Find your BFF at one of Tucson's shelters and rescue groups. These groups also need volunteers and donations.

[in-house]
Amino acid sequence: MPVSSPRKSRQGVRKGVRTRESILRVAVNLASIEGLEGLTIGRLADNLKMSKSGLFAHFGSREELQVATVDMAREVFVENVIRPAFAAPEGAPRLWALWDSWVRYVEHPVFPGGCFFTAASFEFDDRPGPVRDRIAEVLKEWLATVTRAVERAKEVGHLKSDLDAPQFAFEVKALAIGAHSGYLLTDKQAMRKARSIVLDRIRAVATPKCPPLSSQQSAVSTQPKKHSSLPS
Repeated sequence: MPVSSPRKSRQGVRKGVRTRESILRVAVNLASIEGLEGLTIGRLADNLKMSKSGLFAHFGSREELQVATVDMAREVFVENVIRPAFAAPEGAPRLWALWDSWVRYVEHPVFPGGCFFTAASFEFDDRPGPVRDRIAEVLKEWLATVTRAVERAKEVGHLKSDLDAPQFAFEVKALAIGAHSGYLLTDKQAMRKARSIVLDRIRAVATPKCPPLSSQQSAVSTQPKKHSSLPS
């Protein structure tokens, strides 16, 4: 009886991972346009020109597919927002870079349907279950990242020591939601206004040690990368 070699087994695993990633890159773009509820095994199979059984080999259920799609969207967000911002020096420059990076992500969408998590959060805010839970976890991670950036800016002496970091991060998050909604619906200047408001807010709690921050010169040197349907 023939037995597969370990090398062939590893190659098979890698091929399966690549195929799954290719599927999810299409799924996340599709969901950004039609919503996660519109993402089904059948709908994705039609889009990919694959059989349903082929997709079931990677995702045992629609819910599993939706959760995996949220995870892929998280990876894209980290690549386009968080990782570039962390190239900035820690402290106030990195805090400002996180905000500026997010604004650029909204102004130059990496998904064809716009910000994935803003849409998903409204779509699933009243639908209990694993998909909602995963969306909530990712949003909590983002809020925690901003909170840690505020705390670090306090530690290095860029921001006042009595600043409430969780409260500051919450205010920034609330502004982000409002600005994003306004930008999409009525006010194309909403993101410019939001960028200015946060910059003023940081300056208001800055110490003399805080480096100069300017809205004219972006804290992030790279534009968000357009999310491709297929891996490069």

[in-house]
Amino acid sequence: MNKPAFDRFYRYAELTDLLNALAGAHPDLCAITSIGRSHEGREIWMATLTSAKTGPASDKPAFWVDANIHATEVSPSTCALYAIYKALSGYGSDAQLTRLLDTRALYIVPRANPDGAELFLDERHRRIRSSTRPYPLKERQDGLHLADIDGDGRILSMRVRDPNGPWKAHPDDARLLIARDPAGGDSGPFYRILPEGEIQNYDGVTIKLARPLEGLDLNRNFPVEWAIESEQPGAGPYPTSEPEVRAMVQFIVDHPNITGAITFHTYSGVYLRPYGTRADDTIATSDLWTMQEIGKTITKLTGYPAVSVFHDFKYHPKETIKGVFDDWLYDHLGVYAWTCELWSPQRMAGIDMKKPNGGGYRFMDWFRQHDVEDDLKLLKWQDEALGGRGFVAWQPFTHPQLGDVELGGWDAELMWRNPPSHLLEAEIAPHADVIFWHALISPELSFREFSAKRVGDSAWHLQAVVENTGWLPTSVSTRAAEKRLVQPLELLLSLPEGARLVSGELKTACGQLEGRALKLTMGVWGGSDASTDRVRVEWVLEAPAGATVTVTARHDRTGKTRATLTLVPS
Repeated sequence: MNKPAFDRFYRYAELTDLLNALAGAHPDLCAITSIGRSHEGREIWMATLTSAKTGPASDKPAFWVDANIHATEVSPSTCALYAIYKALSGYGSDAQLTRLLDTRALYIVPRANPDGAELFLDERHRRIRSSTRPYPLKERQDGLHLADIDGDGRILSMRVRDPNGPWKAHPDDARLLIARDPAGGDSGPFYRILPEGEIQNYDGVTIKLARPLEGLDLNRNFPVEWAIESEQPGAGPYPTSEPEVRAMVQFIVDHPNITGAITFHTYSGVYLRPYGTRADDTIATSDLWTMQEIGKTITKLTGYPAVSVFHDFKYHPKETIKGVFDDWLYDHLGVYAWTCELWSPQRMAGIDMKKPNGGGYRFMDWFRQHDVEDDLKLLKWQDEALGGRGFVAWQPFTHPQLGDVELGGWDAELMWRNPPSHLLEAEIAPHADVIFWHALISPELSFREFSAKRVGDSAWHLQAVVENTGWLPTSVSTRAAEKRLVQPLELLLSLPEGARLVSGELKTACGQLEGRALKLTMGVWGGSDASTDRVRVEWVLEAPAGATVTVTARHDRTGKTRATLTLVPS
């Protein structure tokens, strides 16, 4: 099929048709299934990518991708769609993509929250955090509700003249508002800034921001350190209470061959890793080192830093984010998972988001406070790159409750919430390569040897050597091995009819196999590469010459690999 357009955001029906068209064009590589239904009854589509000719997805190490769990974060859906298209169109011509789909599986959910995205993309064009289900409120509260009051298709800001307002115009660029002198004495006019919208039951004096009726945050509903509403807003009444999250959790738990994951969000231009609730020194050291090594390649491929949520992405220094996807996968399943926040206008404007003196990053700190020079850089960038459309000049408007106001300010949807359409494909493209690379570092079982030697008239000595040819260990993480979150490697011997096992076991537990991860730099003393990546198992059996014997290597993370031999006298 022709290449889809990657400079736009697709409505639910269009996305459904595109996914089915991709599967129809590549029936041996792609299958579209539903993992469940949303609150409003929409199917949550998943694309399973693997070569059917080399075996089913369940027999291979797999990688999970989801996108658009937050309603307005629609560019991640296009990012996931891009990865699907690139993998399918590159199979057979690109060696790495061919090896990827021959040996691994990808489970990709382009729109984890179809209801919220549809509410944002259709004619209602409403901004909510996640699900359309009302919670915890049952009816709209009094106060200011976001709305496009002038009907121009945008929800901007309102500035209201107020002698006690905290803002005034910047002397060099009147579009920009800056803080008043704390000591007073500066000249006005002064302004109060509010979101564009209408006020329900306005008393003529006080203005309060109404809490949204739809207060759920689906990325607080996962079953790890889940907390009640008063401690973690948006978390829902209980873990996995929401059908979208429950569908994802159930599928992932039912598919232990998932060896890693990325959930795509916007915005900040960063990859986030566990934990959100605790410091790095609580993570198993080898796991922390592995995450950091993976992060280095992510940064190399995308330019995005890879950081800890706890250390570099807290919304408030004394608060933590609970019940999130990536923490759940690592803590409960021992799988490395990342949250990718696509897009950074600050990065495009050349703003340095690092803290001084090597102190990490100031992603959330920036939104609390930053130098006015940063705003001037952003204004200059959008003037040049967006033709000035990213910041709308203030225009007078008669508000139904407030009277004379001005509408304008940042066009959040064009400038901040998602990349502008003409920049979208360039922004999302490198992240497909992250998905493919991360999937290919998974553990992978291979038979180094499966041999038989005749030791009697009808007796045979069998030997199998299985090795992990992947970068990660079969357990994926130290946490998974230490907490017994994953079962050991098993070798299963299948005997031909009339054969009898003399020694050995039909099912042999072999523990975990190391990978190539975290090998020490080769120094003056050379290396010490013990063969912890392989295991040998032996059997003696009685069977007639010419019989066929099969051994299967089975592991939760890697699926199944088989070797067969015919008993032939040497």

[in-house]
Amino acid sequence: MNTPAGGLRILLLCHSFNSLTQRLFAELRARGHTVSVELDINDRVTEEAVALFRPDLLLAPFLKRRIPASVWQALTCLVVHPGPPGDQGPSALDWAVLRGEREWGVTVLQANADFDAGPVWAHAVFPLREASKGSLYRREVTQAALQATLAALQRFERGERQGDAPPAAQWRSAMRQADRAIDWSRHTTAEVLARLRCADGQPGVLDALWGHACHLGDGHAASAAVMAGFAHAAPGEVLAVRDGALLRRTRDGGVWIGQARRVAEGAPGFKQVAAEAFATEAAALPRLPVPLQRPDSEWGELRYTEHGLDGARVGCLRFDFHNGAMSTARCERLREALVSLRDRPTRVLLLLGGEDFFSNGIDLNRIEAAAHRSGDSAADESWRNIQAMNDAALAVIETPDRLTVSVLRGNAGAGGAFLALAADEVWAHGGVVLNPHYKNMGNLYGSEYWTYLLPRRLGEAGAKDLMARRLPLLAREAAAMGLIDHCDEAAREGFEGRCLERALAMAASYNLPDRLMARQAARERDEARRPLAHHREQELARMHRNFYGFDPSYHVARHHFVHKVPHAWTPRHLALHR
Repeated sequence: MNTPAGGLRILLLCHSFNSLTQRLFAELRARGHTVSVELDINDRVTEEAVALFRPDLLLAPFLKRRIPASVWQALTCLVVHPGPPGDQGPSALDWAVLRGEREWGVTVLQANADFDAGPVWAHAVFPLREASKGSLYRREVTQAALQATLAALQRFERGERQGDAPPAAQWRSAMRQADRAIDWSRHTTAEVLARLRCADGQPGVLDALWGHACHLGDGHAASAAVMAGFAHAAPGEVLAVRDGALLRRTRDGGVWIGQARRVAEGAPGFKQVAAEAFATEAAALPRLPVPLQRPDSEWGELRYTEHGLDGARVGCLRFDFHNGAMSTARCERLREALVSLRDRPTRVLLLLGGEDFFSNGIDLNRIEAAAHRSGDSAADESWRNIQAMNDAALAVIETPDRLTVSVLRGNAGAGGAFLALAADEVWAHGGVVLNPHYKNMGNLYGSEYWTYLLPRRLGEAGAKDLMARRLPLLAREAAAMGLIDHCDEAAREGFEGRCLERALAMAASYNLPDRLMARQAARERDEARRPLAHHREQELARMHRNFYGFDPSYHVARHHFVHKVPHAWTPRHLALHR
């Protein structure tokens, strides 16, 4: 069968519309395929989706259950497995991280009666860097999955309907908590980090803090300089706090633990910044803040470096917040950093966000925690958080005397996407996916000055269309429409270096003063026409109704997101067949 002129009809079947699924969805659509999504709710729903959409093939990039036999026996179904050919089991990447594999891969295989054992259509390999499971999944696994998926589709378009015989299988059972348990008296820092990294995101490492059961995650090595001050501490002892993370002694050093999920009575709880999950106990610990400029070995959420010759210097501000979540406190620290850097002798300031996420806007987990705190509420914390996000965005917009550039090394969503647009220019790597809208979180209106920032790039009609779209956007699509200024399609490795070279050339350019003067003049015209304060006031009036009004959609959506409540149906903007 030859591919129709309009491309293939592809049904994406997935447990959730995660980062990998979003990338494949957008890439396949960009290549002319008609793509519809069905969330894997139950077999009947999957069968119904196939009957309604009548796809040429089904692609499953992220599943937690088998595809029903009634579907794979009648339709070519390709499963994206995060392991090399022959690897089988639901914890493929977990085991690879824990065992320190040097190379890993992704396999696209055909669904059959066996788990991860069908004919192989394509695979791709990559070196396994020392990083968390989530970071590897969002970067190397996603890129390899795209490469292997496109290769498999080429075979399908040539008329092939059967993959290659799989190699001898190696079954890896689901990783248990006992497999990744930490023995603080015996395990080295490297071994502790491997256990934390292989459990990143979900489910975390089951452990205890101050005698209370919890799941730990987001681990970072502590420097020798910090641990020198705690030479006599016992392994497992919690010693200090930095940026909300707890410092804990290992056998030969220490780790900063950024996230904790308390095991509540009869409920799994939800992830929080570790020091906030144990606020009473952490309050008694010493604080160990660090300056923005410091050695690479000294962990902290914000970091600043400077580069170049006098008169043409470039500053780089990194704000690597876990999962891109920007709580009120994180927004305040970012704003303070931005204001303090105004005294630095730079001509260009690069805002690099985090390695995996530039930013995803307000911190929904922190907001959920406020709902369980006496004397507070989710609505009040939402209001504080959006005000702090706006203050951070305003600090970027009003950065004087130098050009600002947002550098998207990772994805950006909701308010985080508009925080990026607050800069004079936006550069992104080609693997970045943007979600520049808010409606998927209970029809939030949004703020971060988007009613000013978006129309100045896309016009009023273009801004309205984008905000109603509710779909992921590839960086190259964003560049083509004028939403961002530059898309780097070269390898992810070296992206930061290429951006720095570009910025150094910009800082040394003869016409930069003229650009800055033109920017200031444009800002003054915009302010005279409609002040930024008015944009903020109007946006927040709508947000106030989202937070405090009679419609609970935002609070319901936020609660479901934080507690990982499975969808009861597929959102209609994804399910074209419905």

On July 4, protect your little buddy Every year way too many dogs end up at the Pima Animal Care Center and the Humane Society of Southern Arizona after running away in a panic from the squeals, flashes and booms of Fourth of July fireworks. Here are some tips that all animal owners should follow this time of year:• Keep your animals at home and indoors. For animals with extreme sensitivity, create a den-like environment, such as a crate, room or walk-in closet free of windows.• If at all possible, remain home with your animals to provide comfort and security.• Turn on a TV or radio to provide soothing sounds that will distract your animals from outside noises.• Make sure all outside gates are latched. • Keep a well-fitted collar and identification on your pet.• Have your pet microchipped. If your animal does escape in a panic, check with the Pima Animal Care Center and the Humane Society. Visit and visit each shelter at least every other day.Source: Pima Animal Care Center and Humane Society of Southern Arizona.Heat advisoryWith Tucson's record stretch of consecutive 100-degree (or higher) days expected to stretch into next week, remember that animals feel the heat even more than you do.Dogs and cats not only have to deal with soaring temperatures wearing their fur coats, but they rely on panting to cool down. That isn't as effective as sweating, especially when they're breathing in hot air. It can be a particular problem for dogs with short muzzles, which are more prone to overheat because of compressed nasal passages.• Walks. Sidewalks and asphalt can be blistering in the summer heat. Heat rising off the pavement can rapidly elevate your dog's body temperature. If the pavement is too hot for your hand, it's too hot for your pooch. Although it's important for dogs to have regular walks, schedule them in cooler times of the day.• Car safety. A parked car can rapidly become furnacelike. Even at 70 degrees, the temperature inside a car can reach 118 degrees. On days in the mid-90s, inside temperatures will reach 145 degrees. Never leave your pet in a parked car, even with the windows open. It's against the law and it can be deadly.• Short cuts. Many dogs see their groomer for summer-friendly clips, but don't go too short, particularly if you have a light-colored dog with pink skin. Dogs can get sunburned. If your dogs are going to be out in the sun, make sure they have access to shade and plenty of water. Consider using sunscreen on areas without as much hair - but make sure it's free of zinc oxide.• If your pet shows any signs of heat stroke - excessive panting, difficulty breathing, vomiting, impaired movement - take him to the vet right away to avoid complications.Source: Pima Animal Care Center.VolunteerLearn more about volunteering at the Pima Animal Care Center at an open house from 11 a.m. until noon today. It will take place in the doublewide trailer behind the shelter and clinic at 4000 N. Silverbell Road.• The center also needs donated towels and canned food.• Call Volunteer Coordinator José Ocaño at 243-5920 if you have additional questions.